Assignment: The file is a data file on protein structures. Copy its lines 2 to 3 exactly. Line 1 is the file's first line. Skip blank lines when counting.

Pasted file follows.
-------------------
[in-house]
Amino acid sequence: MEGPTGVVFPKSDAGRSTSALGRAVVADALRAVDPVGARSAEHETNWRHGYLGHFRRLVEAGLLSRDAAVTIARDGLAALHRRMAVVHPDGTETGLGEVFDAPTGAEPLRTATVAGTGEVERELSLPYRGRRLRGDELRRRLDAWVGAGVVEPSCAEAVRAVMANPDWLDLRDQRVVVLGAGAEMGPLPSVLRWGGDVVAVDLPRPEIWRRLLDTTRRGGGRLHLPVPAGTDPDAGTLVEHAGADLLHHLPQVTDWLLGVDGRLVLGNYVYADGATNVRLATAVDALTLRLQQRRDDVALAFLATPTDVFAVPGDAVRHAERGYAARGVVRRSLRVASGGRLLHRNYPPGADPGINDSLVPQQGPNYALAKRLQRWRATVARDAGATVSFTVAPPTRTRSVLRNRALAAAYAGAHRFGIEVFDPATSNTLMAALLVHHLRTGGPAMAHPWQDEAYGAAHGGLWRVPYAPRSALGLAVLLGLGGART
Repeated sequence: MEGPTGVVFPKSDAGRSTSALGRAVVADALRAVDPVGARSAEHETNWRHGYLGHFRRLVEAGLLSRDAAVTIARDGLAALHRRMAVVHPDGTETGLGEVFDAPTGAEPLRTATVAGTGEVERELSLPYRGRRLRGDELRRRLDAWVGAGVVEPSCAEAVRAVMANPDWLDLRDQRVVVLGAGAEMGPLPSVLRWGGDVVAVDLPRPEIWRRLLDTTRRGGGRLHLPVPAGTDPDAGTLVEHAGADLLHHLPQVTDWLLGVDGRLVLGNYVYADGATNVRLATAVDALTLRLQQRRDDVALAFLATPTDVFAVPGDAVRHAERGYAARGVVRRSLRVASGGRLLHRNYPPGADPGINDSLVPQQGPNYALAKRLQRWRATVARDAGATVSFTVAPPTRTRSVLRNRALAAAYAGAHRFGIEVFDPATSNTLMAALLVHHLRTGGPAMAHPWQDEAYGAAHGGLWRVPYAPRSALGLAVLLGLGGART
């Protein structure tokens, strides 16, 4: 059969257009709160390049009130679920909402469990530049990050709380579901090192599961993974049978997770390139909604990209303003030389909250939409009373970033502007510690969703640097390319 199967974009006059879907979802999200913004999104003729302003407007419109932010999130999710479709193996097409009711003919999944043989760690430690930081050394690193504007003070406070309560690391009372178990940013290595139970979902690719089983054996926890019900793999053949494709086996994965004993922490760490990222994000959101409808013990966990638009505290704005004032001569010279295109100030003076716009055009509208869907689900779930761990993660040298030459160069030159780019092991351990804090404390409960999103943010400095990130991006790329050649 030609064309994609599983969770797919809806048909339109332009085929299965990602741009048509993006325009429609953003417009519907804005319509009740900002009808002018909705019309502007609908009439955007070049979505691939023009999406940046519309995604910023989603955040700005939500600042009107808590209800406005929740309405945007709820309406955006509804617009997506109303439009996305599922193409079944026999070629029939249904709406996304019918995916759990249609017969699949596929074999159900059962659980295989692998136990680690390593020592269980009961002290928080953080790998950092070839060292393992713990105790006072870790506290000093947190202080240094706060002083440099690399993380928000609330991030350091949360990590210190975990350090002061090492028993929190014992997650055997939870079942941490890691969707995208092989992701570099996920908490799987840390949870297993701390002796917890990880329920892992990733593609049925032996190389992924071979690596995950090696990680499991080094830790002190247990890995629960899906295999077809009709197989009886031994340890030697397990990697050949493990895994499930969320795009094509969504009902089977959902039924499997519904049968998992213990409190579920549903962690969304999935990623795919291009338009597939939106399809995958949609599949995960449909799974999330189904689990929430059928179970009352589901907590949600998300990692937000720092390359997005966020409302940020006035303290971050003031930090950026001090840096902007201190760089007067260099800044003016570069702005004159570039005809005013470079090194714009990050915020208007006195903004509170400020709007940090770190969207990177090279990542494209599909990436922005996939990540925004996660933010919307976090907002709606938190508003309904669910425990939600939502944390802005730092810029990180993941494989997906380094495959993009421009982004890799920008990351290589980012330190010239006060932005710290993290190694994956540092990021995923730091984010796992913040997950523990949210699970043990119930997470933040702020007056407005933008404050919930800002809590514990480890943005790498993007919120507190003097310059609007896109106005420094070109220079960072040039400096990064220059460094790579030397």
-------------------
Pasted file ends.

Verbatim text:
Amino acid sequence: MEGPTGVVFPKSDAGRSTSALGRAVVADALRAVDPVGARSAEHETNWRHGYLGHFRRLVEAGLLSRDAAVTIARDGLAALHRRMAVVHPDGTETGLGEVFDAPTGAEPLRTATVAGTGEVERELSLPYRGRRLRGDELRRRLDAWVGAGVVEPSCAEAVRAVMANPDWLDLRDQRVVVLGAGAEMGPLPSVLRWGGDVVAVDLPRPEIWRRLLDTTRRGGGRLHLPVPAGTDPDAGTLVEHAGADLLHHLPQVTDWLLGVDGRLVLGNYVYADGATNVRLATAVDALTLRLQQRRDDVALAFLATPTDVFAVPGDAVRHAERGYAARGVVRRSLRVASGGRLLHRNYPPGADPGINDSLVPQQGPNYALAKRLQRWRATVARDAGATVSFTVAPPTRTRSVLRNRALAAAYAGAHRFGIEVFDPATSNTLMAALLVHHLRTGGPAMAHPWQDEAYGAAHGGLWRVPYAPRSALGLAVLLGLGGART
Repeated sequence: MEGPTGVVFPKSDAGRSTSALGRAVVADALRAVDPVGARSAEHETNWRHGYLGHFRRLVEAGLLSRDAAVTIARDGLAALHRRMAVVHPDGTETGLGEVFDAPTGAEPLRTATVAGTGEVERELSLPYRGRRLRGDELRRRLDAWVGAGVVEPSCAEAVRAVMANPDWLDLRDQRVVVLGAGAEMGPLPSVLRWGGDVVAVDLPRPEIWRRLLDTTRRGGGRLHLPVPAGTDPDAGTLVEHAGADLLHHLPQVTDWLLGVDGRLVLGNYVYADGATNVRLATAVDALTLRLQQRRDDVALAFLATPTDVFAVPGDAVRHAERGYAARGVVRRSLRVASGGRLLHRNYPPGADPGINDSLVPQQGPNYALAKRLQRWRATVARDAGATVSFTVAPPTRTRSVLRNRALAAAYAGAHRFGIEVFDPATSNTLMAALLVHHLRTGGPAMAHPWQDEAYGAAHGGLWRVPYAPRSALGLAVLLGLGGART